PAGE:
Addresses, Speeches, Homilies 1984

Eucharistic Celebration – Homily

SEPTEMBER 15, 1984

“Wisdom speaks her own praises, in the midst of her people she glories in herself. I came forth from the mouth of the Most High, and I covered the earth like mist” (Sir 24:1,3).

Dear Brothers and Sisters in Christ,

Today’s feast finds us united in this City of Toronto, together with Cardinal Carter, Bishop Borecky and the other Bishops, to proclaim God’s eternal Wisdom. The liturgical readings of the Mass lead us in our praise of this eternal Wisdom.

The commemoration of Mary as Our Lady of Sorrows is linked with yesterday’s feast of the Triumph of the Holy Cross. The mystery of the Cross on Golgotha and the mystery of the Cross in the heart of the Mother of the Crucified One cannot be read in any other way: only in the perspective of eternal Wisdom is this mystery clarified for our faith. Indeed it becomes the beam of a special light in human history, in the midst of people’s destiny on earth. This light is, first of all, in the Heart of Christ lifted up on the Cross. This light, reflected by the power of a special love, shines forth in the Heart of the Sorrowful Mother at the foot of the Cross.

For Wisdom also means Love. In Love is the ripest fruit of Wisdom and, at the same time, its fullest source.

In Christ crucified, man has become a sharer of eternal Wisdom, approaching it through the Heart of the Mother who stood beneath the Cross: “Near the Cross of Jesus stood his mother and his mother’s sister, Mary the wife of Clopas, and Mary of Magdala” (Jn 19:25).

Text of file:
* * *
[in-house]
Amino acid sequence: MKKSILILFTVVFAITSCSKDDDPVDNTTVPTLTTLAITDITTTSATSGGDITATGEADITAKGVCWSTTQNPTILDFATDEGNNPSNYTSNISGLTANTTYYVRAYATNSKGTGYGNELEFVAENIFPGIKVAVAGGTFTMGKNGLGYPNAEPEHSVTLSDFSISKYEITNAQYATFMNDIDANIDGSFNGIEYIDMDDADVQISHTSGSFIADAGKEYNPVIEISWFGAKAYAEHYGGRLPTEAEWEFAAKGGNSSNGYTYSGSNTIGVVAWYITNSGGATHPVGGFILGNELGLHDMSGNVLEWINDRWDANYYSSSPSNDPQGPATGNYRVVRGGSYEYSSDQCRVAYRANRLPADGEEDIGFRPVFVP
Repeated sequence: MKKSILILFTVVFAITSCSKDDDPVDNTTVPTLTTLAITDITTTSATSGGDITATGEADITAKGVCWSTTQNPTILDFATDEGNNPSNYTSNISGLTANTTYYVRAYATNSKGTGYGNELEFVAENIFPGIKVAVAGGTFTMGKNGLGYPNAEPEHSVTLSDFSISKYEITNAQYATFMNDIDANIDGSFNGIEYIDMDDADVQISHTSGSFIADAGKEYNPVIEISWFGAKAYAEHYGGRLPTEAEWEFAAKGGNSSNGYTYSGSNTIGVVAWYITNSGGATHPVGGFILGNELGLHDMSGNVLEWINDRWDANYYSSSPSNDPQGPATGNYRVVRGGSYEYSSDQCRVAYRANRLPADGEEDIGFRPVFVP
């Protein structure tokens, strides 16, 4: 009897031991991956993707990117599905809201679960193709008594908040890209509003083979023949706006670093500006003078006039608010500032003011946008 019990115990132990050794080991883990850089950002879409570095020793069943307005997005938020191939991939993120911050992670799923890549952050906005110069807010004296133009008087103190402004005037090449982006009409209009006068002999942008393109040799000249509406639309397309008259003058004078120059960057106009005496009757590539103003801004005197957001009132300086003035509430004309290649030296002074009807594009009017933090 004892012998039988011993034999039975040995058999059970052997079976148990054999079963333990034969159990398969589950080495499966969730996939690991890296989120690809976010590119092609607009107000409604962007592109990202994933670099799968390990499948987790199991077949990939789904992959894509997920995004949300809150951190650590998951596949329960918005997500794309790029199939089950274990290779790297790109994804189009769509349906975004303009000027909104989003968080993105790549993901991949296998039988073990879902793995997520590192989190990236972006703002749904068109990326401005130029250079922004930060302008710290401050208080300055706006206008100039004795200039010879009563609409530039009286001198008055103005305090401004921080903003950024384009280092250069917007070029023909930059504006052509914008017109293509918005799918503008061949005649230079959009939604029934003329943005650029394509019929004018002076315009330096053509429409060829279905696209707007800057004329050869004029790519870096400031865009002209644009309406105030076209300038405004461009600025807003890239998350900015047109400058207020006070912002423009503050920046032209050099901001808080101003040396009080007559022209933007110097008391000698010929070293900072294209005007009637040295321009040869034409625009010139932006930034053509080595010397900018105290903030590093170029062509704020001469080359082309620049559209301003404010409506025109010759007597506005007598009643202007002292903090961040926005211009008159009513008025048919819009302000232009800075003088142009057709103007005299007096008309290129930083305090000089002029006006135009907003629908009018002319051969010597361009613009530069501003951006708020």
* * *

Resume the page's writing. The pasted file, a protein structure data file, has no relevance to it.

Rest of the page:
Today – perhaps more than in yesterday’s feast of the Triumph of the Holy Cross – the liturgy emphasizes the “human” aspect. This is nothing unusual. For in it there is reflected the human Heart of Mary, and beside the Mother is the human Heart of the Son, who is God and Man.

In the Letter to the Hebrews we read the following words about Christ: “During his life on earth he offered up prayer and entreaty, aloud and in silent tears, to the one who had the power to save him out of death” (Heb 5:7). Does this not perhaps evoke for us the prayer in Gethsemane when Jesus prayed that the chalice be removed from him, if possible! (cf. Mt 26:39).

Dear brothers and sisters: the Christ whom we encounter in our liturgy, alongside his own Mother of Sorrows, the Christ who offers his “prayer and entreaty, aloud and in silent tears”, does so as head of humanity – a humanity immersed to a great extent in the promises and problems of technology and tempted to embrace a technological mentality. Christ continues to send forth to his Father his cry for the salvation of the world, for the building of a new earth, one that is more human because it is embraced by the love of a Mother – his Mother and ours.